Coronavirus spread to thousands of Louisianans from sick patients who showed symptoms in early March, while their infections went unreported because of too few tests, limits on who got them and delays in getting the results, state health department data show.
At stake is whether Louisiana residents plan to curtail their seasoned celebration of crawfish boils in the face of pandemic.
As of Wednesday, there were 713 cases reported in Acadiana, which the state health department defines as the parishes of Lafayette, St. Landry, St. Martin, Evangeline, Acadia, Vermilion and Iberia. That marked 42% increase over five days, slightly outpacing the statewide increase.
Of the 13 parishes in Louisiana with the highest death rates, 10 lie along the industrial corridor that lines the Mississippi River from Baton Rouge down to the river’s mouth. And notably, every parish along the river from Plaquemines to West Baton Rouge is among the top 50 in coronavirus deaths per capita – save for East Baton Rouge, which is ranked No. 52.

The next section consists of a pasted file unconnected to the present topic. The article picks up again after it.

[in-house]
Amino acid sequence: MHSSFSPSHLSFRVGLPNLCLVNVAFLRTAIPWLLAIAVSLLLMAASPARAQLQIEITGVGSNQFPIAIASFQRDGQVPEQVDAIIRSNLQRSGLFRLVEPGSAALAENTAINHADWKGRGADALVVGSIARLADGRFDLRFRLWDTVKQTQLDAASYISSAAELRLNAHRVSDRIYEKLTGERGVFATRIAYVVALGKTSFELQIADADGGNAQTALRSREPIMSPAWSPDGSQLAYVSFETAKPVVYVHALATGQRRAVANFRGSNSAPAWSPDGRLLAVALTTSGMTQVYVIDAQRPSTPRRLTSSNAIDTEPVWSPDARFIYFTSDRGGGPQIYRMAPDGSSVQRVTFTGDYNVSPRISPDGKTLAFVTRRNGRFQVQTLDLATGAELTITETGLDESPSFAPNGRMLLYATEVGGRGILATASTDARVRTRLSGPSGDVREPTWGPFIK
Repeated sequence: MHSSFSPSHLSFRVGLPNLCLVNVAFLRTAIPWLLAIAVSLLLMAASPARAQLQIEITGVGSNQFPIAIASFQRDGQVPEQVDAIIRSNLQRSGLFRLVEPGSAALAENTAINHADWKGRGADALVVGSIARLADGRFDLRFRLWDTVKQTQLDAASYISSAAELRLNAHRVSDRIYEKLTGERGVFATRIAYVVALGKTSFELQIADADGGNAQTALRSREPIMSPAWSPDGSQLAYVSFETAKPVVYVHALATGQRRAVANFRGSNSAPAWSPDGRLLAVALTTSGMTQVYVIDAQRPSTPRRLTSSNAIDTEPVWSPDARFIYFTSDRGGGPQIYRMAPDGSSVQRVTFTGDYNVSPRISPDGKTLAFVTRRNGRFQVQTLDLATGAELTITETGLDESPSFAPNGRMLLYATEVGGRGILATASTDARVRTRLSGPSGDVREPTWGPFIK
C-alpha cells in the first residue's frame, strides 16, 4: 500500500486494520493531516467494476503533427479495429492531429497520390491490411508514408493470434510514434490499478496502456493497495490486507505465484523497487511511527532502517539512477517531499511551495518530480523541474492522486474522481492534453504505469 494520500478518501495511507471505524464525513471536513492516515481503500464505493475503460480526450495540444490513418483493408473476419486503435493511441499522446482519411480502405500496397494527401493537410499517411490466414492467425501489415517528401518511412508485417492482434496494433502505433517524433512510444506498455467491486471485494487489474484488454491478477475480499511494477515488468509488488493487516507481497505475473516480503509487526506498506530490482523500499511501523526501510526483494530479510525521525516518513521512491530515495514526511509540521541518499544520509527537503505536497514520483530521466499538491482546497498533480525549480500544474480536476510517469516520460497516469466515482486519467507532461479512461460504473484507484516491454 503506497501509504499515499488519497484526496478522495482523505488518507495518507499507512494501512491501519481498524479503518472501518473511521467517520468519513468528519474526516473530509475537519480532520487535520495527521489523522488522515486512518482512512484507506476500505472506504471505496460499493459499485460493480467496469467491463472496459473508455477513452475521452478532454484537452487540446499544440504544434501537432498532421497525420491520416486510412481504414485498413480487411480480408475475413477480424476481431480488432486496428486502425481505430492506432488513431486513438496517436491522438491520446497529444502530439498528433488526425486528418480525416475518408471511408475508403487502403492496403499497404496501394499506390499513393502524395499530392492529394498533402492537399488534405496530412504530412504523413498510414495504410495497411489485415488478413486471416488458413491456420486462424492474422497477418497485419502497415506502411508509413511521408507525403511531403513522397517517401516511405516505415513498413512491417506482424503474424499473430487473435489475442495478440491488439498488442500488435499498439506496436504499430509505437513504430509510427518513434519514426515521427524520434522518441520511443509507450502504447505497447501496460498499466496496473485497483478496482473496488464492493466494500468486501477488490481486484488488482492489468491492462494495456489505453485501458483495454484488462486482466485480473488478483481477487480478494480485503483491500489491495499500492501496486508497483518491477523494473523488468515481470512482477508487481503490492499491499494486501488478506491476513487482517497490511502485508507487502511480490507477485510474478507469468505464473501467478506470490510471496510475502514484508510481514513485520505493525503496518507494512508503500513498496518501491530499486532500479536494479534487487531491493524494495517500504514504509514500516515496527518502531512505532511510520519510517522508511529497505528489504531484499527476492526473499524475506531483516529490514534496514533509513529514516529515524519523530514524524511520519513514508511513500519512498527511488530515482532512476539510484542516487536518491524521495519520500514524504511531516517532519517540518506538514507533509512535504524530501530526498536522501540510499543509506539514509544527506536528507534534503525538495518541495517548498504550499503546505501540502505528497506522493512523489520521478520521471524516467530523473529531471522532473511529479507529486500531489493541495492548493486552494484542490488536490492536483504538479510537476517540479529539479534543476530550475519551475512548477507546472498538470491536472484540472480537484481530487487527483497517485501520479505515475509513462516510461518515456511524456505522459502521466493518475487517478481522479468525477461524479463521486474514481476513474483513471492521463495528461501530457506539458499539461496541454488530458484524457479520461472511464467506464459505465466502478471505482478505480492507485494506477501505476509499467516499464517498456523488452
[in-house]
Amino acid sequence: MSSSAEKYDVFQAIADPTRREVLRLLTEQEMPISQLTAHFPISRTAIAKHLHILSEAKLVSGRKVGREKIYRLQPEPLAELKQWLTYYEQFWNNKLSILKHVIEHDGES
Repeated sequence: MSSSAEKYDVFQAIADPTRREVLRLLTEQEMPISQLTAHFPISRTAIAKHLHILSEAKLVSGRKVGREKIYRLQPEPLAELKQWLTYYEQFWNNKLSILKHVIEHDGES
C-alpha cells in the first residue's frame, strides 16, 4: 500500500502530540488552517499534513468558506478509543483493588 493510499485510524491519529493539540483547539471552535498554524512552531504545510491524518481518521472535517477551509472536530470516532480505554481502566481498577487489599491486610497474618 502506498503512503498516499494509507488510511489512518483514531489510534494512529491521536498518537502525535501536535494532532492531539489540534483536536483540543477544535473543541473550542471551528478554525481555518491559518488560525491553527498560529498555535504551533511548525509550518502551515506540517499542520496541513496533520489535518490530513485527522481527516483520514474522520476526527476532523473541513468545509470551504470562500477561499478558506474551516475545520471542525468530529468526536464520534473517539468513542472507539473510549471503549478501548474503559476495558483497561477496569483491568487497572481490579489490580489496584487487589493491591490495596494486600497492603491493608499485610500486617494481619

Lafayette General Health lays out coronavirus surge plan, offers detailed picture of hospitalizations
The gist: Lafayette General Health has added 12 ICU beds to its main campus in the Oil Center, increasing capacity to 46, which includes creation of a separate hot zone of 10 beds in order to preserve PPE while caring exclusively for COVID-19 positive patients.
A first for the hospital, and the press. Those steps comprise Phases I and II of the hospital system’s surge plan — one it’s never before had to execute — which officials laid out in a first-ever virtual press briefing Tuesday afternoon. Phase III would activate 15 more ICU beds for non-COVID-19 patients in need of critical care, and Phase IV would open up six additional ICU beds where pediatrics is currently located.